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The Mercedes-Benz W111 was a chassis code given to a range of Mercedes-Benz vehicles produced between 1959 and 1971, including four-door saloons (1959-1968) and two-door coupés and cabriolets (1961 to 1971). Their bodywork featured distinctive tailfins that gave the models their Heckflosse nickname — German for "fintail".
|Body and chassis|
|Class||Full-size luxury car (F)|
|Body style||4-door saloon|
|Related||Mercedes-Benz W110 |
|Engine||2,195 cc (2.2 L) M127 I6|
2,306 cc (2.3 L) M180 I6
2,496 cc (2.5 L) M129 I6
2,778 cc (2.8 L) M130 I6
3,499 cc (3.5 L) M116 V8
|Successor||Mercedes-Benz W108 (4-door)|
Mercedes-Benz C107 (2-door)
- See Mercedes-Benz S-Class for a complete overview of all S-Class models.
Introduced with a 2.2-litre inline 6-cylinder engine, the W111 spawned a pair of variant lines which bracketed it in 1961: downscale entry-level inline 4-cylinder engined vehicles sharing the W111 chassis and bodies, designated the W110; and the W112, a high-end luxury saloon built on the W111 chassis with its body but exclusive features, elaborate appointments, and the Mercedes-Benz 300d Adenauer's fuel-injected 3-litre M189 six-cylinder engine – at the time the company's largest.
Somewhat confusingly, both the W111 and W112 lines included vehicles with different Paul Bracq-designed bodywork, the 2-door coupé and cabriolet.
Mercedes-Benz emerged from World War II as an automaker in the early 1950s with the expensive 300 Adenauers and exclusive 300 S grand tourers that gained it fame, but it was the simple unibody Pontons which comprised the bulk of the company's revenues.
Work on replacing the Pontons began in 1956 with a design focused on passenger comfort and safety. The basic Ponton cabin was widened and squared off, with a large glass greenhouse improving driver visibility. A milestone in car design were front and rear crumple zones for absorbing kinetic energy on impact. The automaker also patented retractable seatbelts.
Series production of the 4-door saloon began in August 1959, which made its debut at the Frankfurt Auto Show in the autumn. Initially the series consisted of the 220b, 220Sb, and 220SEb. These replaced the (W105) 219, the (W180) 220S and the (W128) 220SE Ponton saloons respectively. The 220b was an entry-level version with little chrome trim, simple hubcaps, and basic interior trim that lacked pockets in the doors. Prices were DM16,750, 18,500 and 20,500, with a rough sales ratio of 1:2:1.
All models shared the 2195 cc M127 straight-six engine carried over from the previous generation, producing 95 hp (71 kW) at 4800 rpm and capable of accelerating the heavy car to 160 km/h (155 if fitted with optional automatic gearbox). The 220Sb featured twin carburettors and produced 110 hp (82 kW) at 5000 rpm, raising top speed to 165 km/h (103 mph) (160 km/h (99 mph)) and improving 0–100 km/h (62 mph) acceleration to 15 seconds (16 on the 220b). The top of the range 220SEb featured Bosch fuel injection producing 120 hp (89 kW) at 4800 rpm, with a top speed of 172 km/h (107 mph) (168 km/h (104 mph) for auto) and a 0–100 km/h (62 mph) time of 14 seconds.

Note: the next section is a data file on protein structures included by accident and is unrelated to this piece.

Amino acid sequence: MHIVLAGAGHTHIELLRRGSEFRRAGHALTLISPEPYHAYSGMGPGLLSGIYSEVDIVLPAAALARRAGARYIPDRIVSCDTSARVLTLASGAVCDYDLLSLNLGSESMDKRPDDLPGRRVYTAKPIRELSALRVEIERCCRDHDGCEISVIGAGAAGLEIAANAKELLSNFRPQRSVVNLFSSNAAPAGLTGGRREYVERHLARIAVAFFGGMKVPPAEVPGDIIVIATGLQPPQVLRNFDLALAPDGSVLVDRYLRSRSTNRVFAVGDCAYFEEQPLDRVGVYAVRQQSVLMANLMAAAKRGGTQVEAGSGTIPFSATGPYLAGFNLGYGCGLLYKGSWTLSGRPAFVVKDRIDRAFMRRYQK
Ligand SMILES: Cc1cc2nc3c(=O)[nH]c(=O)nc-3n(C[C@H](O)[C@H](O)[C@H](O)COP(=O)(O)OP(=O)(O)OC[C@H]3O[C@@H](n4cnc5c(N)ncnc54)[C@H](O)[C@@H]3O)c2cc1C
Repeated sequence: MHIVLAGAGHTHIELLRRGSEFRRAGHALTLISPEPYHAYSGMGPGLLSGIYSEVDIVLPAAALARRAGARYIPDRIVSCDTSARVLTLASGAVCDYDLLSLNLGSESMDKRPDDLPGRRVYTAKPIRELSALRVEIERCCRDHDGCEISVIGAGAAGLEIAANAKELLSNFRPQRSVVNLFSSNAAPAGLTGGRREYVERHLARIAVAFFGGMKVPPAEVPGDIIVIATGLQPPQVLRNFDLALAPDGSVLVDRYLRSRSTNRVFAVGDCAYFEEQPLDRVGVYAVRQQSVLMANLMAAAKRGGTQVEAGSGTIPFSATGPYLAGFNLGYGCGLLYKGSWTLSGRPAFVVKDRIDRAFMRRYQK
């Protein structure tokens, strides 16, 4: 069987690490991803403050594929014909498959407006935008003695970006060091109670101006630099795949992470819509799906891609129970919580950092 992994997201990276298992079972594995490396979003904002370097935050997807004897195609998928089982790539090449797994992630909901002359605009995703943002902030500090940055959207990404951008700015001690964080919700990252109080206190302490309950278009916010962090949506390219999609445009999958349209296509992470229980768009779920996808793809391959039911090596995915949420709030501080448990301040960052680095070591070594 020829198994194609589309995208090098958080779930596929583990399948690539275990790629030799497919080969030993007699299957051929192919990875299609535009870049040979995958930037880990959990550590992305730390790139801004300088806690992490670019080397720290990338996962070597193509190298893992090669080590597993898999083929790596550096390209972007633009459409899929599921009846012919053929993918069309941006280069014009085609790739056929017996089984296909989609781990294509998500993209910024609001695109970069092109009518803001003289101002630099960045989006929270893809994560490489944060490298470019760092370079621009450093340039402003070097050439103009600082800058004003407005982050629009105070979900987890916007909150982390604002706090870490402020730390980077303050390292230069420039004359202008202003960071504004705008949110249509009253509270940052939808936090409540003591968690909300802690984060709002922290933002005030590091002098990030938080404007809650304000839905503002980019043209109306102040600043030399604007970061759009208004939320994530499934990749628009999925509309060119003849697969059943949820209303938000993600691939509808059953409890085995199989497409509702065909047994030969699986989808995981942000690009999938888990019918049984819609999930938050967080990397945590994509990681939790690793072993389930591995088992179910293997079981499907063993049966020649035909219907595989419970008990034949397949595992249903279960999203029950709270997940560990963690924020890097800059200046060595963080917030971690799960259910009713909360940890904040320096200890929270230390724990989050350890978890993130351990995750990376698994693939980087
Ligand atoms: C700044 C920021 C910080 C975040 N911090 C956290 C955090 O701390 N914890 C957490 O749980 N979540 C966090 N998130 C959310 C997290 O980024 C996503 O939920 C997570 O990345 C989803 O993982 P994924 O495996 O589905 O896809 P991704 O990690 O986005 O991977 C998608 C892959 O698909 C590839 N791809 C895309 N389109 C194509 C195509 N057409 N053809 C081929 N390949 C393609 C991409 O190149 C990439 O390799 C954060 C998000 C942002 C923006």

In 1961, the W111 chassis and body were shared with the even more basic 4-cylinder W110 and a luxury W112 version built on the W111 chassis with its body and the Type 300 series' 3-litre M189 big block 6-cylinder engine, many standard power features, and a high level of interior and exterior trim. The body of the W110 featured a shorter bonnet, compared to the W111.
In May 1965, the 220Sb and 220SEb were replaced by the new 230S. It was visually identical to the 220S, with a modernised 2306 cm3 M180 engine with twin Zenith carburettors producing 120 hp (89 kW) at 5400 rpm. Top speed is 176 km/h (109 mph) (174 km/h (108 mph) for the auto), acceleration from 0-100 km/h (62 mph) is 13 seconds (15 with automatic transmission). As a successor to the 220b, Mercedes-Benz also introduced the 230, with the 2306 cm3 engine fitted into the W110 series car. A total of 41,107 230S models were built through January 1968, when the last of 4-door fintails left the production line.
During its ten-year run between 1959 and 1968 a total of 337,803 W111s were built.
Coupé and cabrioletEdit
Design of a replacement for the two-door Pontons began in 1957. Since most of the chassis and drivetrain were to be unified with the saloon, the scope was focused on the exterior styling. Mercedes chose the work of engineer Paul Bracq, which featured a more square, subtle rear-end treatment, more evocative of the later squarish styling of the subsequent W108/W109 than the sharp-edged tailfins of the saloon.
Production began in late 1960, with the coupé making its debut at the 75th anniversary of the opening of Mercedes-Benz Museum in Stuttgart in February of the next year. The convertible followed at the Frankfurt Auto Show a few months later. Almost identical to the coupé, its soft-top roof folded into a recess behind the rear seat and was covered by a tightly fitting leather "boot" in the same color as the seats. Unlike the previous generation of two-door ponton series, the 220SE designation was used for both the coupé and convertible; both received the same version of the 2195 cc M127 engine. Prices in 1962 were 32,500 for the coupé and 36,000 Dutch Guilders for the cabriolet. Options included a sliding sunroof for the coupé, automatic transmission, power steering, and individual rear seats.